Cave dwellings are natural spaces where humans have lived in since time immemorial.  In the case of Perak, human inhabitants have lived in the caves of its ancient limestone hills, as evidenced by the discovery of the intact skeletal remains of ‘Perak Man’ in 1990, found amidst burial artifacts which date back to about 11,000 years ago, in the Lenggong Valley. The present Buddhist and Hindu temples and monasteries constructed within the nearby Gunung Kanthan echo those ancient ones found in India and China, and these buildings are attached to the natural caverns in the limestone hills and outcrops of Perak. The natural beauty of these weathered karst formations over millennia has led to favorable comparisons to the famous karst landscape of the Guilin Hills of China, with their unique rounded silhouettes in the natural landscape. The Buddhist and Hindu cave temples around Ipoh together with the dramatic karst landscape are famous tourist attractions for local and international visitors, and are priceless heritage worthy of preservation.

Badan Warisan Malaysia is deeply concerned and therefore, appeals to the relevant authorities, especially the Department of Lands and Mines (Pejabat Tanah dan Galian) to intervene, save and protect the priceless heritage of the Sakyamuni Cave Temple and Monastery from destruction, as well as Gunung Kanthan with its unique endemic flora and flora from being reduced entirely to rubble, for the sake of producing cement commercially. The portion where the heritage cave temple and monastery are located, should be kept intact and safe for human inhabitation for future generations to appreciate. We advocate the need to preserve these priceless cultural, natural and architectural built heritage from being lost forever.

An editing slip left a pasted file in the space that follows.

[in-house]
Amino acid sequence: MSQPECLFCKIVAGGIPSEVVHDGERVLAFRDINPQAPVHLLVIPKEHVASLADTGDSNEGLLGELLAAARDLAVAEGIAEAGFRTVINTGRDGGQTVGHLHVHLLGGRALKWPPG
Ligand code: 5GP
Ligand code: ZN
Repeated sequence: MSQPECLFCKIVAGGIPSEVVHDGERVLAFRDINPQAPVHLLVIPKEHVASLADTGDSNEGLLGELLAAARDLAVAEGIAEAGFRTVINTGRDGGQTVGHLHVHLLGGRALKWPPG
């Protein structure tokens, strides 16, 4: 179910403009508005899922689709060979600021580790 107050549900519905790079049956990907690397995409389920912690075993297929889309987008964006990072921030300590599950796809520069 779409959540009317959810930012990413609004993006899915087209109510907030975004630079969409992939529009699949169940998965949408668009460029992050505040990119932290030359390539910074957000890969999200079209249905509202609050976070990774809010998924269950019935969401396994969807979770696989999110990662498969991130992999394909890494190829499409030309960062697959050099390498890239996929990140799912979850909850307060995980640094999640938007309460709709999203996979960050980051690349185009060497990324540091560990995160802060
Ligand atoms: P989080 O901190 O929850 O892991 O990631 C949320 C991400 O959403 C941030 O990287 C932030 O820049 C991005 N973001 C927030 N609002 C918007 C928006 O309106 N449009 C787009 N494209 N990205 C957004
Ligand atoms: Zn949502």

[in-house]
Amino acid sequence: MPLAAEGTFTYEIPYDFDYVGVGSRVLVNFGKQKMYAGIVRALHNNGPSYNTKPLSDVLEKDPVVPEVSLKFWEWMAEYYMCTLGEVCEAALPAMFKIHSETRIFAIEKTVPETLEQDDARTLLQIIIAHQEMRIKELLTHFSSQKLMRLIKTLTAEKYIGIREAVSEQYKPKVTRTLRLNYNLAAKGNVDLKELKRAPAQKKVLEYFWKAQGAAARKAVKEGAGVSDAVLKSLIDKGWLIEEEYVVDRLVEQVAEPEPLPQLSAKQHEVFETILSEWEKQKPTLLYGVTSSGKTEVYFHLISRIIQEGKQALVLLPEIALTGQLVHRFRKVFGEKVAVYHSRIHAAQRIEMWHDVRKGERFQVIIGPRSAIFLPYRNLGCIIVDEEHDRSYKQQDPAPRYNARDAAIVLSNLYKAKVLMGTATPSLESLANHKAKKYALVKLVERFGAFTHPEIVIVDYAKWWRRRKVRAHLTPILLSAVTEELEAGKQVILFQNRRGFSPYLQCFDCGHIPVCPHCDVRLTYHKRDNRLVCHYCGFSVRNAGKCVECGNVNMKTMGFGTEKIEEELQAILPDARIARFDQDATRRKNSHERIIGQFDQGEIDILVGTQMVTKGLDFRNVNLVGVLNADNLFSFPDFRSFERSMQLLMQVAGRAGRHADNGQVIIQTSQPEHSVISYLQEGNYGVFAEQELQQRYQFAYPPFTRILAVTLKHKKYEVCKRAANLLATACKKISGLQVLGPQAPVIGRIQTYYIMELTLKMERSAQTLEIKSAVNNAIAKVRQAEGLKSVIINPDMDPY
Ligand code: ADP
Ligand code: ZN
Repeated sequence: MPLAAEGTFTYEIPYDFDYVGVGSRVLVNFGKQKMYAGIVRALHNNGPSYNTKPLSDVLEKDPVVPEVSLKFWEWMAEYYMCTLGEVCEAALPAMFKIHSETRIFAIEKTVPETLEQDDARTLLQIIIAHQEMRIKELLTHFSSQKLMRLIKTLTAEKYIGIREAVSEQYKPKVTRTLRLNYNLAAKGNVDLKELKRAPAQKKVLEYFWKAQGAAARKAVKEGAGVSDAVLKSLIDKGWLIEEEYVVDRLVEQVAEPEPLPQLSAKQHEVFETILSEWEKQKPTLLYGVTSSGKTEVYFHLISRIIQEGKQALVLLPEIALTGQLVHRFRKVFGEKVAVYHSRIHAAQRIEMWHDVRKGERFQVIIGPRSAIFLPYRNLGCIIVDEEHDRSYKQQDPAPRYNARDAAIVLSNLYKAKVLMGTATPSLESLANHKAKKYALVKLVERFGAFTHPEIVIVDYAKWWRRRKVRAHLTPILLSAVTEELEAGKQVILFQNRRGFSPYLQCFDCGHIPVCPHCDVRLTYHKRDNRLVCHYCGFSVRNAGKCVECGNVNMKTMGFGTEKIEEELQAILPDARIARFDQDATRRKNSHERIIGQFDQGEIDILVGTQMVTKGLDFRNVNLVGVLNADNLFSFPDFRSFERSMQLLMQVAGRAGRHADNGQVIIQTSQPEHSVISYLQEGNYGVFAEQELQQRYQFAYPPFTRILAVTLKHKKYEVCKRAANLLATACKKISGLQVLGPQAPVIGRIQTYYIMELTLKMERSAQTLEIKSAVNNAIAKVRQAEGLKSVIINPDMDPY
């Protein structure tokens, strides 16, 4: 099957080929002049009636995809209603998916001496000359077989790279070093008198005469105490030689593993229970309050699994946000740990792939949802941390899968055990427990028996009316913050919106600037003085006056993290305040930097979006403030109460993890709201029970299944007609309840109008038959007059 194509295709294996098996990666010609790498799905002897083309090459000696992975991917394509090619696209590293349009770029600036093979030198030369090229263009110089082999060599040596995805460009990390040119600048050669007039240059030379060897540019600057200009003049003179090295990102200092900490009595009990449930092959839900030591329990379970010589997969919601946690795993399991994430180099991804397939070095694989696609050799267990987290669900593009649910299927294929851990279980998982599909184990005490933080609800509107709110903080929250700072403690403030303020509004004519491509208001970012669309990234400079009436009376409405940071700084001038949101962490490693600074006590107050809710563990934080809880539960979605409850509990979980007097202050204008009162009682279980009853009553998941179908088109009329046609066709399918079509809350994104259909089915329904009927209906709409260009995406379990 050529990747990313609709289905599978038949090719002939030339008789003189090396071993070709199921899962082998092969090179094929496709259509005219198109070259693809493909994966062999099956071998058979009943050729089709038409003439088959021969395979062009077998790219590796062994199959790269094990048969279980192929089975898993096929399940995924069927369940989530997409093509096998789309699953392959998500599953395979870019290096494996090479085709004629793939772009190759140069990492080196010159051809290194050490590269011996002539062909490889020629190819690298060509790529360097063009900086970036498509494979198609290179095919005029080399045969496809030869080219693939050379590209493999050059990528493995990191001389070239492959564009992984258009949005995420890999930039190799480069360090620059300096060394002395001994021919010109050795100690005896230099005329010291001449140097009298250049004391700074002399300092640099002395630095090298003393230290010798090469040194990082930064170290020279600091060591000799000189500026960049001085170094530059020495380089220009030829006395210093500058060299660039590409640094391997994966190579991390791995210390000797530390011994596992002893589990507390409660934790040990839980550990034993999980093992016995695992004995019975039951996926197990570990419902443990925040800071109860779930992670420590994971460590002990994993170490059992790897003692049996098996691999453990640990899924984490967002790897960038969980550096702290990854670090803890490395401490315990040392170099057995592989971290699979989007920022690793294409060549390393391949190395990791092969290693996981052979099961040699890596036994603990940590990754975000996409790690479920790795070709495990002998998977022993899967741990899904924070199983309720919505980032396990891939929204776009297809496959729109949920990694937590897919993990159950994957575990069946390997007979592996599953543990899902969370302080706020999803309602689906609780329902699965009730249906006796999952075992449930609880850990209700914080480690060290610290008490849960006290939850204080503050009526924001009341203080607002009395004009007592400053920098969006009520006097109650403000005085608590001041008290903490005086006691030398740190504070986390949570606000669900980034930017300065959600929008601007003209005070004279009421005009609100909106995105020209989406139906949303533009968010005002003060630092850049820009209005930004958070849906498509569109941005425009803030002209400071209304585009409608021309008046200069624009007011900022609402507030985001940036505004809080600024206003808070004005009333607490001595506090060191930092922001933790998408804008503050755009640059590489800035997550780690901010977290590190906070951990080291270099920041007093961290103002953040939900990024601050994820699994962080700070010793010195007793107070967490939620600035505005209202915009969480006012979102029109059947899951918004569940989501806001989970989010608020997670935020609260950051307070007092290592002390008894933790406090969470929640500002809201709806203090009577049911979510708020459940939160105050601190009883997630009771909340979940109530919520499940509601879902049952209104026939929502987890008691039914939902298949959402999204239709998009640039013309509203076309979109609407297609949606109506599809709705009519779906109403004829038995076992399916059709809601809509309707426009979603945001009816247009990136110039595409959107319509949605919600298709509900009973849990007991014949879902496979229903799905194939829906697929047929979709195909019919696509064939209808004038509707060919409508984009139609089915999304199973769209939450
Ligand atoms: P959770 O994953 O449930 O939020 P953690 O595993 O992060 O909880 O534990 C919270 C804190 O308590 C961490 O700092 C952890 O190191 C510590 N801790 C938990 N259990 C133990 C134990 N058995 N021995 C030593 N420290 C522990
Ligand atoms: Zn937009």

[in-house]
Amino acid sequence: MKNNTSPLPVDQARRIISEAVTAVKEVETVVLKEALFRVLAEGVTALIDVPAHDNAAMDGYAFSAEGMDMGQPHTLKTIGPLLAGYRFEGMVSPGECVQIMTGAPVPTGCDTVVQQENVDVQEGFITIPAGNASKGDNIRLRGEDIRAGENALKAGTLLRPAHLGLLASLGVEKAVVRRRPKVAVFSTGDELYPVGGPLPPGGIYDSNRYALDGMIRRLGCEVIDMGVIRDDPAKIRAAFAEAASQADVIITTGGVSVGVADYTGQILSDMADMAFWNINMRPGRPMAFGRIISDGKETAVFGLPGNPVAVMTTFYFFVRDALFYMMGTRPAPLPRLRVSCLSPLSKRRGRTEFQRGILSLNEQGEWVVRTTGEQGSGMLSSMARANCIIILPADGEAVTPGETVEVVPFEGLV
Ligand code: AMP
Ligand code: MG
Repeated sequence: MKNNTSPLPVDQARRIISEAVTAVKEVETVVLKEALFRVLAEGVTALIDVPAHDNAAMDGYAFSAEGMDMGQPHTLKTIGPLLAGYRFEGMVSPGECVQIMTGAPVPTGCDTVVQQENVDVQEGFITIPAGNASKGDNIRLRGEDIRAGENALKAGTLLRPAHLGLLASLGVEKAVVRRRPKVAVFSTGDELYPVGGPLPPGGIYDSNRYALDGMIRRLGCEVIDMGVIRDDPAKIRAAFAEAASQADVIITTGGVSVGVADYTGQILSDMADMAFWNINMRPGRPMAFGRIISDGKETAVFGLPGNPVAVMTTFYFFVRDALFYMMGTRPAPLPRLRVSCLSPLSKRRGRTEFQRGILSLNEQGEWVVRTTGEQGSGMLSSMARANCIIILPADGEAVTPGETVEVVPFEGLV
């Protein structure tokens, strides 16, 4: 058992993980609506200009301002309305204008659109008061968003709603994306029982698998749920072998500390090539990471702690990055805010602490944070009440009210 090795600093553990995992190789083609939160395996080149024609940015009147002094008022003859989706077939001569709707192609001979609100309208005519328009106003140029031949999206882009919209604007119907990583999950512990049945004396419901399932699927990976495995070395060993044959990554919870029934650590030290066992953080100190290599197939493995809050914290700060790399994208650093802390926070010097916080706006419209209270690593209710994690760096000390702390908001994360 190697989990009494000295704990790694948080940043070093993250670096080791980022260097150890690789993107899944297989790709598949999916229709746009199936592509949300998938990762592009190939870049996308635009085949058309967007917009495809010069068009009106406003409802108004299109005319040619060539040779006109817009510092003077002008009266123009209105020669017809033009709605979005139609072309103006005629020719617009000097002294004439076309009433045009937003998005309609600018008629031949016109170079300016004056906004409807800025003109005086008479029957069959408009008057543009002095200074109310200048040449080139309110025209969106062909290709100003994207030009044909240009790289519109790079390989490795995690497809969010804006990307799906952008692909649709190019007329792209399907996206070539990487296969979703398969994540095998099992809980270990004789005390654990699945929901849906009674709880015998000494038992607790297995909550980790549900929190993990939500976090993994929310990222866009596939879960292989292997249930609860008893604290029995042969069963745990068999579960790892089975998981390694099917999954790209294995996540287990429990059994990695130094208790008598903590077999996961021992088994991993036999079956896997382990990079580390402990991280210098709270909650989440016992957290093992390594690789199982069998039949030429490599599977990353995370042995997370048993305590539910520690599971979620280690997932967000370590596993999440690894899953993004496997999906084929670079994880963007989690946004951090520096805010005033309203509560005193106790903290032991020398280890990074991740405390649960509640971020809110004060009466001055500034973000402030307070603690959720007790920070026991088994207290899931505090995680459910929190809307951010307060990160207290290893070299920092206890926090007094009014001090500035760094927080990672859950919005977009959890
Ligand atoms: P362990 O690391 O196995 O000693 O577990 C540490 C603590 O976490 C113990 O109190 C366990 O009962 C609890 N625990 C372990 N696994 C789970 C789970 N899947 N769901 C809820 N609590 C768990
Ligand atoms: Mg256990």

This issue is one of national significance as the heritage value and interest go far beyond the state of Perak – the temples, caves and limestone hills belong to all Malaysians. They must all be saved and protected as a whole, from deliberate destruction for posterity.


Tatler Malaysia: Saving the historic school, Convent Bukit Nanas

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Our gratitude and thanks to @tatlermalaysia for featuring Badan Warisan Malaysia in Tatler Malaysia’s article on 26 April 2021, where our president, Lim We-Ling, speaks on saving the historic school, Convent Bukit Nanas.

Click HERE to read the full article.

An Afternoon with Professor Dr. Ar. Jimmy C.S. Lim

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Organized by Badan Warisan Malaysia in collaboration with Think City Institute.

Live Webinar Details

Date: Saturday, 26 June 2021
Time: 4:00 PM (Kuala Lumpur, GMT+8)
Moderator: Datuk Christopher Boyd D.P.S.M.
Free Admission


Jimmy C.S. Lim reflects on the early days of Badan Warisan Malaysia and discusses issues on built heritage then and now.


Jimmy Lim Cheok Siang is a Founder Member and First Vice President of Badan Warisan Malaysia (The Heritage of Malaysia Trust), A past-President of Pertubuhan Arkitek Malaysia (PAM) (Malaysian Institute of Architects), past-President of Friends of Heritage, Founding Member and Executive Council Member of World Association of Chinese Architects (WACA), and Past Convenor of Architects’ Regional Council of Asia (ARCASIA) Fellowship.